Why the Software Industry Needs Computing Education Research

January 2, 2017 at 7:26 am 9 comments

Interesting argument from Andy Ko and Susanne Hambrusch about why we need more computing education research.

To fill the available jobs with skilled software developers, learners need to actually be learning. Unfortunately, recent research shows that many students simply aren’t. For example, a 2004 study conducted across seven countries and 12 universities found that even after passing college-level introductory programming courses, the majority of students could not predict the output of even basic computer programs. In some of our research on coding bootcamps, we are seeing similar trends, with students failing to learn and failing to get jobs.

If learning outcomes are as bad as these studies show, we need to be deeply concerned. Existing and new programs may be training tens of thousands of new software developers who aren’t quite good enough to get even an entry level position. This leaves the status quo of top companies fighting over top coders, leaving many jobs unfilled while they wait for more skilled developers. Worse yet, the demand for developers may be so high that they do get jobs, but write poor-quality code, putting at risk the software-based infrastructure that society increasingly needs to be robust, secure, and usable.

Source: Why the Software Industry Needs Computing Education Research | The Huffington Post

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9 Comments Add your own

  • 1. Garth  |  January 2, 2017 at 12:10 pm

    There is no denying more computing ed research is need but do we really have the time to wait for this research? It is better to do something only partially correct right now that to wait for the “better” solution? Right now CS Ed, both pre-service and in-service, are in abysmal shape. We cannot generate anywhere near the number of skilled (or even semi-skilled) CS teachers needed for K-12. CS ed for K-8 teachers can be considered as non-existent. University teacher ed programs needed to be building courses 10 years ago. Now they need to do something, even if it is a bit weak and shaky.

    Reply
    • 2. Mark Guzdial  |  January 2, 2017 at 12:14 pm

      Who said anything about waiting? We never have enough science to inform all our educational choices. We always have to plow ahead with the best that we know and can do. The point of the article is to say that we have to be doing the education research. We have to agree that there’s a problem and that we ought to invest in the solution.

      Reply
      • 3. gflint  |  January 2, 2017 at 6:03 pm

        Good point. I am just afraid of the “more research is needed before we do anything” mentality. Experience has taught me that usually doing anything is better than doing nothing. After 10 years of me trying to get my local university to offer a CS Ed program they came to the brilliant conclusion this year they should offer a CS Ed program. Glacial thinking.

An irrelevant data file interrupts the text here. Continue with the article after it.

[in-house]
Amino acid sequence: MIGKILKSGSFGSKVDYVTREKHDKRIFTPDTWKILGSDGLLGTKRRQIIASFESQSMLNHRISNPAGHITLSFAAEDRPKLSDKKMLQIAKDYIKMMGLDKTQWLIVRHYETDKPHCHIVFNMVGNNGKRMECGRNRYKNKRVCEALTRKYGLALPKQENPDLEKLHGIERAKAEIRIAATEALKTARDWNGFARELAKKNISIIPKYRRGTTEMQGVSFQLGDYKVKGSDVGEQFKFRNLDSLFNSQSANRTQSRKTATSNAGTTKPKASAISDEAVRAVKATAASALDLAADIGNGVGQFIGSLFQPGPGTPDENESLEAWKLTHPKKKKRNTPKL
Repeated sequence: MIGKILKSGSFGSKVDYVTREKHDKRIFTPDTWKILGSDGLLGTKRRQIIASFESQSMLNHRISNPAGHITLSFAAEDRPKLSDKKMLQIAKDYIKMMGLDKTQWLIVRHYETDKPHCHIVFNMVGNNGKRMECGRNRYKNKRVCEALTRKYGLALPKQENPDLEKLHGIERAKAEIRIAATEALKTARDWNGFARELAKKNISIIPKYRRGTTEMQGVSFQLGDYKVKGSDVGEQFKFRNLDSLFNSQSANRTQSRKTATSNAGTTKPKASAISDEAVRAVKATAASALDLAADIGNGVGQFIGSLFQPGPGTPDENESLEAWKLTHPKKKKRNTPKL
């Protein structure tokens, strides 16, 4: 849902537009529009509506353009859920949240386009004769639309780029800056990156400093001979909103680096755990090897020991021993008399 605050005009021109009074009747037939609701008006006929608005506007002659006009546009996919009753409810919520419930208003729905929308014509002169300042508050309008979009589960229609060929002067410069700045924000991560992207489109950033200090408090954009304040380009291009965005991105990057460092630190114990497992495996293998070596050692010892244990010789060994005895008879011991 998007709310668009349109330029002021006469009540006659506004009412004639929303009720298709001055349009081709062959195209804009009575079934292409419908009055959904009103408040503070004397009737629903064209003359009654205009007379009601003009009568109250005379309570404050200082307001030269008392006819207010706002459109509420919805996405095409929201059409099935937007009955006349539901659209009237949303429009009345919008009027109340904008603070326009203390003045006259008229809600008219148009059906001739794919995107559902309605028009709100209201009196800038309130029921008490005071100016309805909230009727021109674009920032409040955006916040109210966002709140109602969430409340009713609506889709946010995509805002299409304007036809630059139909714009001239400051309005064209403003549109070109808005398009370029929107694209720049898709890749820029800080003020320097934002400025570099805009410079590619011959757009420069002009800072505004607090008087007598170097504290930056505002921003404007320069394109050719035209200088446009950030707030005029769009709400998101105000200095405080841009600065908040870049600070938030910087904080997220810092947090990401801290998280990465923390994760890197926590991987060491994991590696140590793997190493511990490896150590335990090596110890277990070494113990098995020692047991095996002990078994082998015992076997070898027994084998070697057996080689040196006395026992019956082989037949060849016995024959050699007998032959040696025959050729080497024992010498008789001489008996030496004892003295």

Reply
  • 4. Matt Moore  |  January 2, 2017 at 5:19 pm

    We call it educational technology. http://www.mattmoore.net

    Reply
    • 5. Mark Guzdial  |  January 2, 2017 at 5:21 pm

      Nope, not the same thing. Computing education teaches about the technology, not necessarily with the technology.

      Reply
  • 6. Kelly Powers  |  January 2, 2017 at 7:36 pm

    I am not surprised to learn about the 2004 study on students not being able to predict output of basic computing programs nor to learn about the poor performance of recent bootcamp graduates. However, CS National Workshops, such as ECS, Bootstrap, K-5 Code.org 1 day PD and the NSF AP CS Principles program focus on CS content and pedagogy. These programs and practices used to develop short term PD can be built upon to prepare future teachers. The practice of inquiry based teaching, the use of journaling, the emphasis on creativity, problem solving, persistence, collaboration and communication of ideas/concepts verbally and in written form, makes me hopeful in the preparation of students to think critically, predict output from programs, develop models, analyze them, and explain why they chose a particular design/solution to a problem. Our experiences in the classroom working with students and measuring their understanding using Inquiry and writing techniques have informed me as a teacher that these techniques are necessary to develop computational thinkers and that relying on a student to simply turn in a program is insufficient in proving that the student has attained mastery of CS concepts or problem solving skills.

    Reply
  • 7. chaikens  |  January 3, 2017 at 10:40 am

    What are some state of the art pointers to the question of how much should beginning students be assigned to practice predicting what code does versus writing code to do specified things?

    Reply

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